Nymph - Schwanthaler Ludwig

Schwanthaler Ludwig (1802 - 1848)

Nymph, [1848]

Marble, 150 x 75 x 108 cm

Nikolaos Ioannis Iliopoulos Bequest

Inv. Number Π.1421
On view National Glyptotheque

In 1949 Nikolaos G. Iliopoulos presented six marble sculptures to the National Gallery; he had inherited them from his uncle Nikolaos I. Iliopoulos and they had been placed in the garden of the former Thon villa, which was destroyed in December 1944. These sculptures are signed works – four by Georgios Vroutos and one by Georgios Fytalis. The only one that does not bear a signature is “Nymph”, but it was also thought to be a work by Georgios Vroutos and was recorded in the archives of the National Gallery under the title “Water-Nymph”, while in the report by the experts on the evidence obtained from the destroyed villa, it is referred to under the title “Fryni”. But the original attribution to Georgios Vroutos does not stand.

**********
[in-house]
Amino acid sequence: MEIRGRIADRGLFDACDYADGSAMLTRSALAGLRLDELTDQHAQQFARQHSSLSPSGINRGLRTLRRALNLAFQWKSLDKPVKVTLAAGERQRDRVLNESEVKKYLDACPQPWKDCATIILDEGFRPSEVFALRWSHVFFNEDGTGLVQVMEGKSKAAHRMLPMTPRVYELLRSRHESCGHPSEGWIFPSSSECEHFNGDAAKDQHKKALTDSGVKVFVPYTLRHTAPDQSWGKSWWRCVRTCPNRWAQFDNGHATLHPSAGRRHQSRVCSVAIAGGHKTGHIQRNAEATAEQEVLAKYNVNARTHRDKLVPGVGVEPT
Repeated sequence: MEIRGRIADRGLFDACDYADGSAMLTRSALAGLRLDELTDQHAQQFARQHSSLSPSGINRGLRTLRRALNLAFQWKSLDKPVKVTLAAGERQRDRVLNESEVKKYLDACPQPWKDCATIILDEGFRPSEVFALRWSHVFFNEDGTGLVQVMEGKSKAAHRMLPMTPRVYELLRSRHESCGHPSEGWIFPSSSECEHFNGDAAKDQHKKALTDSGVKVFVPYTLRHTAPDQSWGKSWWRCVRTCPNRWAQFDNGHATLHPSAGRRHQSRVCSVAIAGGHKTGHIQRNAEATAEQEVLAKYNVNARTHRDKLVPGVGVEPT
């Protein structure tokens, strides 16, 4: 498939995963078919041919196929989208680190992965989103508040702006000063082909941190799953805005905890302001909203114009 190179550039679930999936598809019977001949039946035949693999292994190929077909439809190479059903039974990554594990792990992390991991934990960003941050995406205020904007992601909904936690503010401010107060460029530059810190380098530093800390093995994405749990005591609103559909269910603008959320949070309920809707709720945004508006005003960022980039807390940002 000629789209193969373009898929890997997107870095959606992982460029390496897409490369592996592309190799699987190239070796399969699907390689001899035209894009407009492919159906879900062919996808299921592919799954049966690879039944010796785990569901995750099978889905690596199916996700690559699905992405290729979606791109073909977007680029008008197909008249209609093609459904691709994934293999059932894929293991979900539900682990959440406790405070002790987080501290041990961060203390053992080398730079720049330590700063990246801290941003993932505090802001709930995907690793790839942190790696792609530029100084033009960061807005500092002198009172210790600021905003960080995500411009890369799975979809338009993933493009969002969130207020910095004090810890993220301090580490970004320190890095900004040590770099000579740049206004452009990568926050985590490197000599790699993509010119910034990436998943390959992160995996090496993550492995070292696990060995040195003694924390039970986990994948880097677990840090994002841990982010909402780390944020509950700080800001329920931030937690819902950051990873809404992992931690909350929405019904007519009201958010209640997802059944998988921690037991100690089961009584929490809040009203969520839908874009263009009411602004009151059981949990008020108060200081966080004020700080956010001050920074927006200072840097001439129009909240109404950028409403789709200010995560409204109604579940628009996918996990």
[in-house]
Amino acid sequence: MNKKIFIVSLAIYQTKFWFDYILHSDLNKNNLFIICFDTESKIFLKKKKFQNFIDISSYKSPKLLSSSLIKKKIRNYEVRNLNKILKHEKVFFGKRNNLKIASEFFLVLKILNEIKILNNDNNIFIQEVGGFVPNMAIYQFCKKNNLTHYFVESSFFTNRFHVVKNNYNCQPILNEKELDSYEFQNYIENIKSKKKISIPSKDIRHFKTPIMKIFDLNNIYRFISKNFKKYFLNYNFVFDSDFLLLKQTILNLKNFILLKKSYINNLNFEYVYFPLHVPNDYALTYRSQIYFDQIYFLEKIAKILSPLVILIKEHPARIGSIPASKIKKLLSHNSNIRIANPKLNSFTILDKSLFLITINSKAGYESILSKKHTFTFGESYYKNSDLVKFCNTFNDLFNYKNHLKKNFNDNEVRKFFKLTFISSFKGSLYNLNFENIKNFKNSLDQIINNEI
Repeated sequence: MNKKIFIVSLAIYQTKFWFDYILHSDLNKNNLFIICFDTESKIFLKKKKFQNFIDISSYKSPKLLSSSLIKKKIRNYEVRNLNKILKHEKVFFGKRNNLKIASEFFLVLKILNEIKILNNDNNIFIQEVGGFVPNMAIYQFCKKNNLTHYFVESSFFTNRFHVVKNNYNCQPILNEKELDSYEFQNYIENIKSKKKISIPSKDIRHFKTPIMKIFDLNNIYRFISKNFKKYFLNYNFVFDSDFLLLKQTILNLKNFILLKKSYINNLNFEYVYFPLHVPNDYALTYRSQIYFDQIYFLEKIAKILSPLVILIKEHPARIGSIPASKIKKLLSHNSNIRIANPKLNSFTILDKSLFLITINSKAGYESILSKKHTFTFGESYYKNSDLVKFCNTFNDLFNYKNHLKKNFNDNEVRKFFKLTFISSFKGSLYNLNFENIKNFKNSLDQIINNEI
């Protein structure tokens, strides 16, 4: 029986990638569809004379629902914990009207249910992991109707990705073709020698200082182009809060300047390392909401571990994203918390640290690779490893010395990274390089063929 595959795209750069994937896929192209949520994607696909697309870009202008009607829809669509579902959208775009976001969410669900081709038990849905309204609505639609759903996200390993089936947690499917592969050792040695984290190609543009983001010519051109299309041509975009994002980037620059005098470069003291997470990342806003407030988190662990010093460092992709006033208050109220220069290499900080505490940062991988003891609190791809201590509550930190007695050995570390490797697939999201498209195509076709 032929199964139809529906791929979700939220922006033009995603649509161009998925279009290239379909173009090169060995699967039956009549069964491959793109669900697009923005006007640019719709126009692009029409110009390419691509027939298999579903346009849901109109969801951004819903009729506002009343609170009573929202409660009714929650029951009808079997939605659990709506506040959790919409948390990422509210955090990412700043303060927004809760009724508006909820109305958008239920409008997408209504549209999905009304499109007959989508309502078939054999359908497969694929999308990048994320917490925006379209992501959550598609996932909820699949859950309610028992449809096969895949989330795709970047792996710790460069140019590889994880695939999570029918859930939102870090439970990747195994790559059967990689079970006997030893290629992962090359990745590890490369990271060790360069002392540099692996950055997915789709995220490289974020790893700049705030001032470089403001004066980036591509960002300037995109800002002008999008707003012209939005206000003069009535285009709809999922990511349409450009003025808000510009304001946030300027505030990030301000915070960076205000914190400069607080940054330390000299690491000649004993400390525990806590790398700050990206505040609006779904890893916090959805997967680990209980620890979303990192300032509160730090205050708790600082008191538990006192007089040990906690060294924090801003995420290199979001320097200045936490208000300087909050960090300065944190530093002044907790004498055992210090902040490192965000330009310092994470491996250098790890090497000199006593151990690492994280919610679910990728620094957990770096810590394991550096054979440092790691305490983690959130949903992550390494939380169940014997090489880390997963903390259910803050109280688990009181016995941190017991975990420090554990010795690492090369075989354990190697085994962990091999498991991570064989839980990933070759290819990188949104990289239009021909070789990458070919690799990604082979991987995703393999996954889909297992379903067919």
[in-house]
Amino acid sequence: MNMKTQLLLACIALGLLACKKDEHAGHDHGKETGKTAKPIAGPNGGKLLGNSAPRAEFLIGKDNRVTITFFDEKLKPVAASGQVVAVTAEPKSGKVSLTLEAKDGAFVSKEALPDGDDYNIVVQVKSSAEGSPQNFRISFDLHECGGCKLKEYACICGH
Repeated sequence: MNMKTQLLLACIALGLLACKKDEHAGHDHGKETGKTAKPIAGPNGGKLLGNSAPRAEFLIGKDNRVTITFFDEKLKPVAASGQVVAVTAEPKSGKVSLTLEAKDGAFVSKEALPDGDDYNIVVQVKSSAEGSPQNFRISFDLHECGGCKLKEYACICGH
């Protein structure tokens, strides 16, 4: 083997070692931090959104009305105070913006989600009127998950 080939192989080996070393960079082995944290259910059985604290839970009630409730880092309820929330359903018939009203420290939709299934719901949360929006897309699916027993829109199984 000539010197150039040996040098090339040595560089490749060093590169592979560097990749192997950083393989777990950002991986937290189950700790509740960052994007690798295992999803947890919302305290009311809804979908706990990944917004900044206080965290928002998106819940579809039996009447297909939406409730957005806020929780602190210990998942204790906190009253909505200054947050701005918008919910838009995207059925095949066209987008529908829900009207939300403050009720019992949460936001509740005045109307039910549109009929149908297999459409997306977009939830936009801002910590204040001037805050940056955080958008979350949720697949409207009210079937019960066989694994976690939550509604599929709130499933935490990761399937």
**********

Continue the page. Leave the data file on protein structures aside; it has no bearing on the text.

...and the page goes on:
In 1841 the neoclassicist sculptor Ludwig Schwanthaler was commissioned to make a Nymph to be placed in a like-named room in the Anif Palace near Salzburg. Schwanthaler finished the work in marble in 1848. In 1852, with a few insignificant changes in the model, it was cast in bronze for the Royal Garden of Munich, while in 1855 the original or perhaps a copy was presented at the International Exhibition of Paris. In 1906 the original work was transferred from the Nymphs hall to the arcade of the palace where it fit in with the romantic exterior environment.

The “Nymph”, an idealized female figure with long wavy hair decorated with a wreath, is seated on a rock by the edge of the water holding her lyre with a melancholic and somewhat otherworldly expression, while a fish plays at her feet. The pose of the figure expresses thus the romantic spirit of the times in regard to the harmonious coexistence of the human being and nature, and brings to realization similar personal perceptions of the sculptor himself.

The “Nymph”, which came to the National Gallery in 1949, reproduces with almost perfect fidelity the original composition by Schwanthaler and leads to the conclusion that it is yet another copy of the work by Schwanthaler.